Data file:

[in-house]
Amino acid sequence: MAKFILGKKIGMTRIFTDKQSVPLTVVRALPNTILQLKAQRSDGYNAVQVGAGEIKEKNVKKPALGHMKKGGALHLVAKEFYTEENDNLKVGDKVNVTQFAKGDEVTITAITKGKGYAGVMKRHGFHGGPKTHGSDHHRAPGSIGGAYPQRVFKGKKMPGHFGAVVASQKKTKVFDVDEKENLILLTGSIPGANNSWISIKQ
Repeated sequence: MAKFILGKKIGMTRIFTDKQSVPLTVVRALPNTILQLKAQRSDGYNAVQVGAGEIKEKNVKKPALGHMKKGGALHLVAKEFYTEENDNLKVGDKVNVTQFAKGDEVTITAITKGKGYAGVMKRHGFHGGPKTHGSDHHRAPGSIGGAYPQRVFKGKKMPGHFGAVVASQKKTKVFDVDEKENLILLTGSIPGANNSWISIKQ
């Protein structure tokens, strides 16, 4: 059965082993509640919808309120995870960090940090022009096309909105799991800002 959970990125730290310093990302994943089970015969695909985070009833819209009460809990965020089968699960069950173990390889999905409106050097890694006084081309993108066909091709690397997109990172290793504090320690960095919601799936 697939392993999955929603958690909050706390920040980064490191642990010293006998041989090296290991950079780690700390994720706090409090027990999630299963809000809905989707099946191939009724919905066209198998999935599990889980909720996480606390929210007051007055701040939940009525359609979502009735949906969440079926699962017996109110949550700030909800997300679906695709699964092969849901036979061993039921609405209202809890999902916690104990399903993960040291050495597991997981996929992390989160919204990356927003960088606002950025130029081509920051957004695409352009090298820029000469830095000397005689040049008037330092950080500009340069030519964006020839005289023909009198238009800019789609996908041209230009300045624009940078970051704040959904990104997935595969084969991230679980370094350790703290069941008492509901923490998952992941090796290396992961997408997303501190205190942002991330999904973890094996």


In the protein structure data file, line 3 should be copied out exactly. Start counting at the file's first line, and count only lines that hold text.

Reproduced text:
Repeated sequence: MAKFILGKKIGMTRIFTDKQSVPLTVVRALPNTILQLKAQRSDGYNAVQVGAGEIKEKNVKKPALGHMKKGGALHLVAKEFYTEENDNLKVGDKVNVTQFAKGDEVTITAITKGKGYAGVMKRHGFHGGPKTHGSDHHRAPGSIGGAYPQRVFKGKKMPGHFGAVVASQKKTKVFDVDEKENLILLTGSIPGANNSWISIKQ